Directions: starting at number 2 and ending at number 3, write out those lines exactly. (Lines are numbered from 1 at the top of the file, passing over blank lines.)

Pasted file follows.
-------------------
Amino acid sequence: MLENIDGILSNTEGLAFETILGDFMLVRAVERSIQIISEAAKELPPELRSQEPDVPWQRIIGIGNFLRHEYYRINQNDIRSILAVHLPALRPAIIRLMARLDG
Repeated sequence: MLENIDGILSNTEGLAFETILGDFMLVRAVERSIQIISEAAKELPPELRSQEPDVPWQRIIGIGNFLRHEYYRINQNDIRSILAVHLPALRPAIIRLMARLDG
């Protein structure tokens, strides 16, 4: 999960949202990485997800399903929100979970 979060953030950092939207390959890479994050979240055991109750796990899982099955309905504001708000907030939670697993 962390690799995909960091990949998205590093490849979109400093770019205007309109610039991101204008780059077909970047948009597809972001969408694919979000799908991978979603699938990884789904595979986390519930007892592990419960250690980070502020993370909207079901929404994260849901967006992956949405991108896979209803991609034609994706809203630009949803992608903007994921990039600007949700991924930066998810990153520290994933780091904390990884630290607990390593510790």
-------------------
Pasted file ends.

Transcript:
Repeated sequence: MLENIDGILSNTEGLAFETILGDFMLVRAVERSIQIISEAAKELPPELRSQEPDVPWQRIIGIGNFLRHEYYRINQNDIRSILAVHLPALRPAIIRLMARLDG
């Protein structure tokens, strides 16, 4: 999960949202990485997800399903929100979970 979060953030950092939207390959890479994050979240055991109750796990899982099955309905504001708000907030939670697993 962390690799995909960091990949998205590093490849979109400093770019205007309109610039991101204008780059077909970047948009597809972001969408694919979000799908991978979603699938990884789904595979986390519930007892592990419960250690980070502020993370909207079901929404994260849901967006992956949405991108896979209803991609034609994706809203630009949803992608903007994921990039600007949700991924930066998810990153520290994933780091904390990884630290607990390593510790």